Please, Never Leave Me! How an Insistence on Retention Limits Organizational Growth

April 17, 2017 | Taryn Stejskal | HCI
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Job Hopping is the New Normal

The relationships we form with our employers are characterized by deep and intimate ties. As with many relationships, all are not forever. For a variety of reasons, there comes a time to sever ties and to go our separate ways.

“We cannot become what we want to be by remaining what we are.” Max DePree

Many years ago, it was not uncommon for a person to join a company, move up through the ranks, and retire from the same corporation some 30 years later (with a gold watch and a full corporate pension).

Today, organizations continue to hold on to the past, conflating a lifetime of service with success. Yet, recent data indicates that the average person will change jobs as many as 12 times, with many holding 15-20 jobs over the lifespan of their career. As an increasingly mobile society, we are “uncoupling” from our employers with greater frequency and regularity. Yet, shorter tenures should not be viewed as a failure; with every ending, there is also a new beginning.

Love ‘Em and Let ‘Em Leave

“Change cannot and will not happen overnight. But the intent to evolve will produce opportunities for growth.” Robert D. Hart

There is a (significantly overlooked) upside to attrition. An employee’s decision to voluntarily leave is not a sign of decay; it is an opportunity for the enterprise’s continued development.  The occasion to engage new talent brings a fresh perspective, reducing the likelihood of myopic, entrenched thinking. Talent from other organizations and industries bring novel viewpoints, cross-pollination of ideas, innovation, and new skills, knowledge, and abilities.

If a job is more of a jaunt and less of a journey, how can organizations attract and engage quality talent, even if their relationship is not a long-term commitment?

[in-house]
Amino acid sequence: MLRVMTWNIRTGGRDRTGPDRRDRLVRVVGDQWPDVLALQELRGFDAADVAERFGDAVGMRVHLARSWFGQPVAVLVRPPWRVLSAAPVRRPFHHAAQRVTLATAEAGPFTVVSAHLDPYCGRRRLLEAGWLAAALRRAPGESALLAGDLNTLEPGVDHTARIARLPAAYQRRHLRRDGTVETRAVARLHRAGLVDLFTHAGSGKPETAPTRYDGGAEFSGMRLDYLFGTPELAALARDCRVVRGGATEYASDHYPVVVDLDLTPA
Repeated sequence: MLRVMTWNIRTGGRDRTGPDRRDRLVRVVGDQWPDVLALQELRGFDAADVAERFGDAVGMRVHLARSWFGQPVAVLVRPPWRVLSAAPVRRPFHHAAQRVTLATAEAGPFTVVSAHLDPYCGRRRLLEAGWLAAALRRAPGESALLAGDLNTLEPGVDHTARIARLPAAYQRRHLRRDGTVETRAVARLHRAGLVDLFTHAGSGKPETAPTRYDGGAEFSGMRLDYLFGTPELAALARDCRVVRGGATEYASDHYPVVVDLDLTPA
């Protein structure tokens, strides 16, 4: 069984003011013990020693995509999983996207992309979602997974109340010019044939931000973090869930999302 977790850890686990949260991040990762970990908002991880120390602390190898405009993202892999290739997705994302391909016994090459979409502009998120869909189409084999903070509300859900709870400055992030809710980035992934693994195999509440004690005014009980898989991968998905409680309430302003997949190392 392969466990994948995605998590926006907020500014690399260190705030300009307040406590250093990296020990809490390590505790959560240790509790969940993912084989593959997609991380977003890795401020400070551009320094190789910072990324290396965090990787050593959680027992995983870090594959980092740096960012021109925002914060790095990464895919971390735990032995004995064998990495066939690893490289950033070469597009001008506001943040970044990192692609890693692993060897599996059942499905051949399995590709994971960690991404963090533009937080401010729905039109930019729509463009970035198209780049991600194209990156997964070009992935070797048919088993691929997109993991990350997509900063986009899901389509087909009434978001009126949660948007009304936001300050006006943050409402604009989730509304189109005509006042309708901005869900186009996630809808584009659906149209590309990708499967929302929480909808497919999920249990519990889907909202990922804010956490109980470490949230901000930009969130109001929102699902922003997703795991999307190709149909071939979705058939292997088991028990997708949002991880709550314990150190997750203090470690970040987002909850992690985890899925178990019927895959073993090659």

• The best leaders are net promoters of talent: The human inclination is to cling to top talent. Paradoxically, limited mobility puts high performers at risk. Support leadership in being net exporters of talent across the organization instead of net hoarders of talent within their teams.
  • Be opportunistic: Recently, an open position with a large body of work went unfilled for several months. Rather than allowing those deliverables to languish, we parsed up the responsibilities to several employees. They received new experiences and moved the business initiatives forward until a full-time replacement could be found.
  • Focus on engagement: Happy and healthy employees, regardless of tenure, create satisfied clients and customers. The Harvard Business Review (HBR) article “Competing on Analytics” found that, for Best Buy, a 0.1 percent increase in employee engagement in a particular store yielded $100,000. As with customers, the best employees are the ones you already have.
  • Create a series of experiences: Rather than a lifetime commitment, many job seekers perceive a position as a discrete experience, an opportunity to try something new. A recent survey of workers found more than 80 percent leave jobs for more interesting work. Keep talent invested by leveraging rotational programs, mini experiences, short-term and stretch assignments to accelerate skills, knowledge, and abilities.

Don’t Be Afraid to Commit

Rather than assuming a person who changes jobs regularly is disloyal, inpatient, and difficult to please, recognize that high-potential people often change jobs in order to gain new experiences and further their development.

Think of the Golden State Warriors: Would you rather have Stephen Curry, one of the best shooters in NBA history on your team for a year or his team mate, Anderson Varejao for five years? Anderson who? Exactly.